Monday, June 17, 2019

Members in the News: Luckstead, Tsiboe, Nalley, Langemeier, Mintert, Orden, Dinterman, Katchova, Hilker, and Countryman

Jeff Luckstead, University of Arkansas
Francis Tsiboe, Kansas State University
Lawton Nalley, University of Arkansas
A sweet deal? Study shows higher cocoa prices could end child labor in Ghana
By: Reuters - June 5, 2019
Ghana could end child labor on cocoa farms by increasing the prices it pays impoverished farmers by about 50%, a U.S. study said on Wednesday, as global efforts to end child labor stall.
Paying just 3% more at the farm gate could stop children in Ghana doing the most hazardous tasks, like using machetes, or working more than 42 hours a week, researchers said, as the illegal practice is driven by poverty and rarely prosecuted.
“We figured there has to be some kind of incentive, on top of the laws, to get the farmers to stop using child labor,” said Jeff Luckstead, an agricultural economist at the University of Arkansas, co-author of the study in the journal PLoS ONE.
Read more on: Reuters, El Pais, Popular Science, and Live Science

Michael Langemeier, Purdue University
James Mintert, Purdue University
Indiana is behind nearly every other state in corn planting. Billions are on the line.
By: Indy Star - June 10, 2019
"As you start to plant corn after the first week of June, it's more risky because you have less summer available for that corn to grow," said Michael Langemeier, a professor of agriculture economics at Purdue University's Center for Commercial Agriculture. "So chances of early frost, chances of inclement weather of any sort in the summer, leads to more risk."
But it's a gamble, said Jim Mintert, a Purdue agricultural economics professor. Farmers need to plant to qualify for the payments, and they can't take prevented insurance. The USDA also has yet to specify how large the payments will be, though the agency did say that more relief would be available to U.S. farmers this year than last.
Read more on: Indy Star

David Orden, Virginia Tech
Donald Trump says Mexico agreed to start buying more from American farmers. Mexico says it didn’t.
By: PolitiFact - June 10, 2019
Trade specialist David Orden, director of the Global Issues Initiative at Virginia Tech, said sales to Mexico have been looking promising since a few weeks ago when Trump ended the steel and aluminum tariffs on Canada and Mexico. Until then, Mexico had counterpunched with its own tariffs on American goods, including pork.
"Mexico is a huge market for our agricultural products," Orden said. "The retaliatory tariffs offsetting the U.S. ones on steel and aluminum have come off so ag exports should pick up on that account."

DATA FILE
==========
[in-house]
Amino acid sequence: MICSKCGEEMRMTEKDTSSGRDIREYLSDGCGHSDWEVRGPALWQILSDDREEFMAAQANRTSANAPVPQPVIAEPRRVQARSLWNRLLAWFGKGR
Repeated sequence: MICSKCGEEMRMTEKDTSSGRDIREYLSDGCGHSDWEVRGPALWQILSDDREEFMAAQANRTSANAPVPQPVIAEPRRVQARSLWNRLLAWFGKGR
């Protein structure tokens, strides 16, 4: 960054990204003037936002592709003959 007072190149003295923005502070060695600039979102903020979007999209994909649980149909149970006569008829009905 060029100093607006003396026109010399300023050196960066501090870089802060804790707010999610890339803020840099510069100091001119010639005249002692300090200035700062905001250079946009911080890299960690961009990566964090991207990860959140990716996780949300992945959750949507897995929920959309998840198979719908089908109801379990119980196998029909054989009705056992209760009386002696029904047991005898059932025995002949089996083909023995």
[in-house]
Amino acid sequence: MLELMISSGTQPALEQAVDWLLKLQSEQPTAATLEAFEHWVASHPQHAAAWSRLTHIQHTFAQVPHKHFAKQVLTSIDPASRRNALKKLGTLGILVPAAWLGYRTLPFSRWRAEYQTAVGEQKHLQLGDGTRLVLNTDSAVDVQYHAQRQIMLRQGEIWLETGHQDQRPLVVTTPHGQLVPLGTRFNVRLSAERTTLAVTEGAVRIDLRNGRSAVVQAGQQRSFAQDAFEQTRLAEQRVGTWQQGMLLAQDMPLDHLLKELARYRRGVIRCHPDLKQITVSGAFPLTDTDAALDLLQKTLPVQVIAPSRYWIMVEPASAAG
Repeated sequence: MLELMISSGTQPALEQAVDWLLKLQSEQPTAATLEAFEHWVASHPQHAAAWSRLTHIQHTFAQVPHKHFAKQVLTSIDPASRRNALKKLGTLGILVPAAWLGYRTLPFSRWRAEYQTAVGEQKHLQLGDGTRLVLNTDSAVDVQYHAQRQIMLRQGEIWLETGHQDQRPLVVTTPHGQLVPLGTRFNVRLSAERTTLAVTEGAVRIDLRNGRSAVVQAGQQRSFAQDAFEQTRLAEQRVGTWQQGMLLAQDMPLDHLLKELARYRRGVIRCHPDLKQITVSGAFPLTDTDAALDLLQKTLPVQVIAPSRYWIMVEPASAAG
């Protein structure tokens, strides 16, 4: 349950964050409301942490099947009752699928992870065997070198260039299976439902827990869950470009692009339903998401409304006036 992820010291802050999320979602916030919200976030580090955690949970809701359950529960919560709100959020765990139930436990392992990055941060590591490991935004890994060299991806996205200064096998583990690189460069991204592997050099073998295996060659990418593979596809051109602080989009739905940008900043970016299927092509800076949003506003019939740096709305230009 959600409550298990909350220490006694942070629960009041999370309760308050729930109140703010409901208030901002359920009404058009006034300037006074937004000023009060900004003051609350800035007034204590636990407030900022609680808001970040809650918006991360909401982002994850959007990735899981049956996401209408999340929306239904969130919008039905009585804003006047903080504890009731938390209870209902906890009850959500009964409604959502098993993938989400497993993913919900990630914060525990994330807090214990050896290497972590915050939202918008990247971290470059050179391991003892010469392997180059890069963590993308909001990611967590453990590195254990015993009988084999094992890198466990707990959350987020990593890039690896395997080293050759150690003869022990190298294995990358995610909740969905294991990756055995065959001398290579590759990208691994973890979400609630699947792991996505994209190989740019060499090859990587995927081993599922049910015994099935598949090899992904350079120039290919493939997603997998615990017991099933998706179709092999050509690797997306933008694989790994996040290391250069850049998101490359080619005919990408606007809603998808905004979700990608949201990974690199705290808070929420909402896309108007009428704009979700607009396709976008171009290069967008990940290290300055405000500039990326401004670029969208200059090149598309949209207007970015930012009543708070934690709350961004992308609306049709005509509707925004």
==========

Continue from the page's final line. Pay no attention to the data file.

Read more on: PolitiFact

Robert Dinterman, The Ohio State University
Ani Katchova,
The Ohio State University
Taxes on farmland dropping steadily
By: Ohio’s Country Journal - June 12, 2019
Taxes, on average, are going down for owners of farmland across Ohio and are expected to decline at an even faster rate beginning in 2020, a study by researchers with The Ohio State University shows.
The average value of agricultural land across the state has dropped by a third since a recent change in how the state calculates taxes for farmland owners, according to a study by Robert Dinterman and Ani Katchova, two agricultural economists with the College of Food, Agricultural, and Environmental Sciences (CFAES).
Read more on: Ohio’s Country Journal

James Hilker, Michigan State University
Michigan's climate: Models project 30% increase in rain and snow, plus rising temps
By: Detroit Free Press - June 13, 2019
"Corn prices have jumped 80 cents (a bushel) in the last four or five days — they've gone from $3.40 to $4.30," said Jim Hilker, a professor in Michigan State University's Department of Agriculture, Food and Resource Economics.
"The corn price could go up another dollar."
About one-third of all corn produced in the United States goes to livestock feed. Hilker isn't predicting a hit to consumer prices in the supermarket yet because of the late planting. But, were one to occur, it will likely hit first the cost of eggs and chicken, he said.
Read more on: Detroit Free Press

Amanda Countryman, Colorado State University
Escalating Trade Wars Put Billions Of Dollars, Thousands Of Workers In Colorado At Risk
By: Colorado Public Radio - May 31, 2019
Producers are also dealing with the impact of a trade war with China, the state’s third largest export market, said professor Amanda Countryman, an agricultural economist with Colorado State University.
“So adding this challenge with the uncertainty of what’s going to happen with Mexico is incredibly troubling and challenging for Colorado and U.S. ag producers across the board,” she said.
Read more on: Colorado Public Radio

See other Member in the News items
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*Articles in response to the AAEA Communicating Out Strategy Press Releases highlighting: Government Relations, American Journal of Agricultural Economics, Applied Economic Perspectives & Policy, Choices Magazine, General Media, and/or 2018 AAEA Annual Meeting in Washington D.C.

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